Again, my findings are far closer to the traditional interpretation of education than anything else, and I am also increasingly convinced that the fields of cognitive psychology, behavioural economics and philosophy can inform our practice as much as any more specifically pedagogic manuals – provided that they are not overdrawn in the way so many ‘new’ silver bullets are.
The key experiences of being at this stage are being able to teach without even having to think about it. I’m sure that is not what Oftsed or my employers would want to hear, and I don’t mean that I never plan – far from it – but being in front of a class or dealing with individual students is now so instinctive that it is like breathing. I think you need to get to this stage before children take you fully seriously; inexperience always shows, no matter how promising the practitioner, whereas the quiet confidence of experience is such that there is no question in pupils’ minds as to who you are or what you do – even if they still don’t always play ball. This is far more effective than any gimmick.
There is almost no situation that arises of which I have not seen at least a variant before; the response is just there waiting, almost without thought: it’s just the stuff I do. Likewise the ‘pat’ comments just trip off the tongue, and the lesson character that is uniquely, quirkily mine is established enough that most pupils accept it without a second thought.
At least as important is knowing what not to do – and having the self-restraint not to do it anyway. There is, for example, a subtle art in judging precisely at what point a particular verbal intervention is needed: when to say something – and when to stay quiet and let matters roll. There is a subtle art in knowing what will energise – no, wind up – pupils: choosing when to let something lie, or when, deliberately, to say something that gets them going. There is a subtle art in sensing when a miscreant requires serious admonition and when a quiet word will do, when a detention needs to be set, when to let the matter lie with less. There is a quiet art in hitting just the right degree of long-suffering humour that can defuse a situation, or address a problem without escalating it. All of these things are the nuances of teaching that only come, I have found, after many years of effort; many of them, though, just seem to develop of their own accord. It’s akin to a sense of the theatrical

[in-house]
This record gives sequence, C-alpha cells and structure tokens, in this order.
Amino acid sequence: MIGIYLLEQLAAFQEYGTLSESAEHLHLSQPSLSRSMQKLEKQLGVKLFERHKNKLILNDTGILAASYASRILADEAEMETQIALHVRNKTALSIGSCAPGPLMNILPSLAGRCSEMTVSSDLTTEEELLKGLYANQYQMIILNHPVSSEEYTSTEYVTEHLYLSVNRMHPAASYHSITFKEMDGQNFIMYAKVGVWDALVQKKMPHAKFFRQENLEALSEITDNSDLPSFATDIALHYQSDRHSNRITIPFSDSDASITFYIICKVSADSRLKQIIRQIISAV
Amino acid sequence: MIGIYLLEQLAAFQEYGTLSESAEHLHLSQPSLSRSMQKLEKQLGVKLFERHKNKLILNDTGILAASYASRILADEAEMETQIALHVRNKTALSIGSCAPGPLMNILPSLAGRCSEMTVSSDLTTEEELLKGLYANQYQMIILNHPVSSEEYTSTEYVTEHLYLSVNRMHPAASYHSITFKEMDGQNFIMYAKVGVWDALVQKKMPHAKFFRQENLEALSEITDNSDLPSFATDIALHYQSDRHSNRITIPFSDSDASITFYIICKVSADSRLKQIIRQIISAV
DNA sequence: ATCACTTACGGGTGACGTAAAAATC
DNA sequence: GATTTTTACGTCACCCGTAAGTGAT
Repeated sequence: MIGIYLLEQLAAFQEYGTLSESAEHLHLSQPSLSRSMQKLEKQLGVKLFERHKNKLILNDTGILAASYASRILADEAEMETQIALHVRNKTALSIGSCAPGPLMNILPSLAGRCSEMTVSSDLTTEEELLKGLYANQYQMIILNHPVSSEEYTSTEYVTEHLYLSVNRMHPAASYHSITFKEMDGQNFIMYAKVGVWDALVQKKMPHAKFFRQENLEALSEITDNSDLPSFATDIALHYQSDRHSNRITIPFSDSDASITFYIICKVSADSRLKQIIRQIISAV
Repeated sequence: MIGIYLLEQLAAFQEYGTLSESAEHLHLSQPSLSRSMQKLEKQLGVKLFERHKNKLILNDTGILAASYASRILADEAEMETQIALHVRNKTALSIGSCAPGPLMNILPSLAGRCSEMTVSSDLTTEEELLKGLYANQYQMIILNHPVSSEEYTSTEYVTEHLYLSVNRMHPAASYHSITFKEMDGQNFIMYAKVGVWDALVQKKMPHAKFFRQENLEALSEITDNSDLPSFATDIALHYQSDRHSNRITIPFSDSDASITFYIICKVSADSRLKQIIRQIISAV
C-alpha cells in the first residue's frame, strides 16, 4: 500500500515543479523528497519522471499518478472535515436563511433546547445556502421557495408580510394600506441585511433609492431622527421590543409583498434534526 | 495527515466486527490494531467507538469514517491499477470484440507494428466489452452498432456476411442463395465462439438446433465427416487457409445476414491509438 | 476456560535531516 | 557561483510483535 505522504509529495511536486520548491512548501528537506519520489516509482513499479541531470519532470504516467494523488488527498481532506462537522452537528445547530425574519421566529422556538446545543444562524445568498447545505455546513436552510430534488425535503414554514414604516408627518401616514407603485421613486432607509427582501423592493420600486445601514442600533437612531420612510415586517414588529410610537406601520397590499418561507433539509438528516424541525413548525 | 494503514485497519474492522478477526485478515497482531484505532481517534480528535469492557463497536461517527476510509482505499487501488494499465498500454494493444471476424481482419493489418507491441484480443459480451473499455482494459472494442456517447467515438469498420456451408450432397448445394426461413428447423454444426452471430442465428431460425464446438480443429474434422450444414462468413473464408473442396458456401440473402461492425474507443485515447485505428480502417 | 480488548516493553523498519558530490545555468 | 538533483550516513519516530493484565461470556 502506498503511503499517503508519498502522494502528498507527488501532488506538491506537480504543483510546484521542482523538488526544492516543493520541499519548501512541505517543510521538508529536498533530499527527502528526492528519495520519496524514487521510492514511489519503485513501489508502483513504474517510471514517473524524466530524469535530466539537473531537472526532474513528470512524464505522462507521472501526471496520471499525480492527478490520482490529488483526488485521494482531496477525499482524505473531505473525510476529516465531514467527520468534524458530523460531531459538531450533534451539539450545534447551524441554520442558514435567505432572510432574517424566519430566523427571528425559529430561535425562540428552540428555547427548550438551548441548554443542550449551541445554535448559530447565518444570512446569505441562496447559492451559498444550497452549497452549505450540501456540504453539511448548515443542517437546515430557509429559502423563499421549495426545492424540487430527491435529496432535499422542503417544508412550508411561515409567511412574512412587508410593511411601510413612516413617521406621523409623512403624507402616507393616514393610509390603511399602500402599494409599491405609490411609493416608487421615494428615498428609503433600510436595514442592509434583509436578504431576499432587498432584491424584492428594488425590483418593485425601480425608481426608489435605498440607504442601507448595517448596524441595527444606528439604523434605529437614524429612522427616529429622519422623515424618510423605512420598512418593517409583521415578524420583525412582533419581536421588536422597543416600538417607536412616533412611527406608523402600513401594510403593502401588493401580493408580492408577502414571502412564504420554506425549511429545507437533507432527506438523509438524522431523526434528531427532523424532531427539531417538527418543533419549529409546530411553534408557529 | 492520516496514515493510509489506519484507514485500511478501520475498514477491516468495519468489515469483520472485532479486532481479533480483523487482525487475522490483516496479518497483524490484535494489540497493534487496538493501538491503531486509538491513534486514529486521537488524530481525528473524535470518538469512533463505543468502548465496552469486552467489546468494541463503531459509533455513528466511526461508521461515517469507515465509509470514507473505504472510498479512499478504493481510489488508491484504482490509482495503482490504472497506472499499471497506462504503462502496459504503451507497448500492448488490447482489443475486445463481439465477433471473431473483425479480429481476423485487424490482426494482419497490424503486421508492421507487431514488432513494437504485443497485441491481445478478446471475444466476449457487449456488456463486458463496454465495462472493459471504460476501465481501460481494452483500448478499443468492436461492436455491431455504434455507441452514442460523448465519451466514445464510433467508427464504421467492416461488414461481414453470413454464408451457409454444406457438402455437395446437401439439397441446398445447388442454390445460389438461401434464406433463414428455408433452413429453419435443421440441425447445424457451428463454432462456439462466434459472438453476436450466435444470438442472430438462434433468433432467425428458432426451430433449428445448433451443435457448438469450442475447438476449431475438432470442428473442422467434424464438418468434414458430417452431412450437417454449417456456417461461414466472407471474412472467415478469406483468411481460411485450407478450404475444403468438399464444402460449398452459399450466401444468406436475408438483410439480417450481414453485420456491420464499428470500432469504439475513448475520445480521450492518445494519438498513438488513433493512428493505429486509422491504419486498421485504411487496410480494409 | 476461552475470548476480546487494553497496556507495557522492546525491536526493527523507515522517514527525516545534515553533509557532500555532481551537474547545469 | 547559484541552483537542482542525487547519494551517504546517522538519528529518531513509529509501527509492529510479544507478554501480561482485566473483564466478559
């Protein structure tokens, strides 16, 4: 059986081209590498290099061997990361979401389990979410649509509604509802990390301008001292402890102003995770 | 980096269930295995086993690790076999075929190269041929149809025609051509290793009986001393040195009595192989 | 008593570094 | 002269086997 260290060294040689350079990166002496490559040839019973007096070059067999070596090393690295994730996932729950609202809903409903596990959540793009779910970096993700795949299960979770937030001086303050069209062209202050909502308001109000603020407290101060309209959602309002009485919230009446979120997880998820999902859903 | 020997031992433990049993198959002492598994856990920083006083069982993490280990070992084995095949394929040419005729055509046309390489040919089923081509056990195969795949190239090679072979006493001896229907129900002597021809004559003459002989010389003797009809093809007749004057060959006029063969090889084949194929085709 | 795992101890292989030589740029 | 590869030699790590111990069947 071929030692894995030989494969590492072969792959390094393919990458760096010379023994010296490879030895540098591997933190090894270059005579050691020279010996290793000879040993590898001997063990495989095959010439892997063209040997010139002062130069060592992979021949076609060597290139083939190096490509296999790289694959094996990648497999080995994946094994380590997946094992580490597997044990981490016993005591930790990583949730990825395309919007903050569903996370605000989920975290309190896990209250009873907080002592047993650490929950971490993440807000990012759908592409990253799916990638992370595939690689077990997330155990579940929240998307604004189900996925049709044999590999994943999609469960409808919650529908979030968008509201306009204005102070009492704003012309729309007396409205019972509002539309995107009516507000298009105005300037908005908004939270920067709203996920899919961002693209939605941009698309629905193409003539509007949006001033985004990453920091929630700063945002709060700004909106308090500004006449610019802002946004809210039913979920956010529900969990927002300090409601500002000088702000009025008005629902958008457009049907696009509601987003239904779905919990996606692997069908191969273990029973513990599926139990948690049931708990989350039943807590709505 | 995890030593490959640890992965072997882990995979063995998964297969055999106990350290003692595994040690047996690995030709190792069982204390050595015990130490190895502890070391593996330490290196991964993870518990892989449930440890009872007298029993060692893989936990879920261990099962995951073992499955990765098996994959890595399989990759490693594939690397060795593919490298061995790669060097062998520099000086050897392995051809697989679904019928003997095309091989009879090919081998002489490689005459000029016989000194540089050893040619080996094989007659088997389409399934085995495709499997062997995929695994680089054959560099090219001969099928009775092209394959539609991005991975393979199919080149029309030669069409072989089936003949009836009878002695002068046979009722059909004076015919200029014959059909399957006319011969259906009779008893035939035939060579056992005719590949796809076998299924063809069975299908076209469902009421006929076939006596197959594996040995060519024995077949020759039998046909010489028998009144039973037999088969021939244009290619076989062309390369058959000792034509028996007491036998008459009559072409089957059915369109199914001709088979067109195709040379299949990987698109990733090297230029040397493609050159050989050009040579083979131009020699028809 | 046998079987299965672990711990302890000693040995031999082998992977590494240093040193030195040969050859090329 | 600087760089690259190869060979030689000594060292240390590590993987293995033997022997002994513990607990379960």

Finally I can do the job like those of my own teachers whom I most admired. I can choose exactly when and where to bring things to a high shine. I can savour the hidden nuances of a good wine.
I cannot finish this post, though, without expressing regret that little of this is what those who judge teachers seem to think is important. Maybe it is just taken for granted – but I think it should not be. Little of what I have talked about here is visible in a formal lesson observation; indeed the circumstances are more likely to make it all evaporate. It is quite possible that no one ever notices the subtleties other than the individual themself. That shouldn’t matter – they are still highly valuable elements of how teachers teach.
That is why I consider my own practice as separate from my institutional role: at least I know that this is happening, even if no one else does. I know, and am finally reasonably happy with my own brand of teaching. But the fact that such experiences seem ignored, whereas those who are best at jumping through the hoops and then shouting about it are hailed as the best teachers – may partly account for the continuing turbulence within this profession. We need to let all teachers work towards finding their own high shine.